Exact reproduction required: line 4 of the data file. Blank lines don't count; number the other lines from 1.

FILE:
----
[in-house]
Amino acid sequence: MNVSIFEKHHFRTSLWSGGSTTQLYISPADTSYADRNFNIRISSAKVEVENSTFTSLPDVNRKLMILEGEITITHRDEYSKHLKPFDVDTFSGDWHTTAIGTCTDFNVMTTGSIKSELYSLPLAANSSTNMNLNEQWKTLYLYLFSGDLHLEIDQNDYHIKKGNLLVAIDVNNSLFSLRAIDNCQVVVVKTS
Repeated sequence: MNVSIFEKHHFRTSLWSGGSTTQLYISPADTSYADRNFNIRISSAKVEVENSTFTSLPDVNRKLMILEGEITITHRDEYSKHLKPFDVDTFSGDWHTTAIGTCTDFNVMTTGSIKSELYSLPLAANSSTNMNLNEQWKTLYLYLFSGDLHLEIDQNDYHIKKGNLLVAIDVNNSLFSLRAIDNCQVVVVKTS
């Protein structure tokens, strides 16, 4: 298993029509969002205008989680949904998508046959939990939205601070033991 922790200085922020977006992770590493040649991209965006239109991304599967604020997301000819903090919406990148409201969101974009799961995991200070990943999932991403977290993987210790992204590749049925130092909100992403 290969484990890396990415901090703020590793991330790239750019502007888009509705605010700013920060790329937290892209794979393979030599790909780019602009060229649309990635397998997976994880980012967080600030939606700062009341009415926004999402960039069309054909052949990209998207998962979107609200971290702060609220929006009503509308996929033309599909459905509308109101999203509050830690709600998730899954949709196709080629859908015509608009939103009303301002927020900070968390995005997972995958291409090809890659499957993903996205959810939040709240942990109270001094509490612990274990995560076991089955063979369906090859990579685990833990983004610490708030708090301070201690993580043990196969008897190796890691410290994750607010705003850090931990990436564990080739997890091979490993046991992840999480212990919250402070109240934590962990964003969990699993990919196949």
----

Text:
């Protein structure tokens, strides 16, 4: 298993029509969002205008989680949904998508046959939990939205601070033991 922790200085922020977006992770590493040649991209965006239109991304599967604020997301000819903090919406990148409201969101974009799961995991200070990943999932991403977290993987210790992204590749049925130092909100992403 290969484990890396990415901090703020590793991330790239750019502007888009509705605010700013920060790329937290892209794979393979030599790909780019602009060229649309990635397998997976994880980012967080600030939606700062009341009415926004999402960039069309054909052949990209998207998962979107609200971290702060609220929006009503509308996929033309599909459905509308109101999203509050830690709600998730899954949709196709080629859908015509608009939103009303301002927020900070968390995005997972995958291409090809890659499957993903996205959810939040709240942990109270001094509490612990274990995560076991089955063979369906090859990579685990833990983004610490708030708090301070201690993580043990196969008897190796890691410290994750607010705003850090931990990436564990080739997890091979490993046991992840999480212990919250402070109240934590962990964003969990699993990919196949």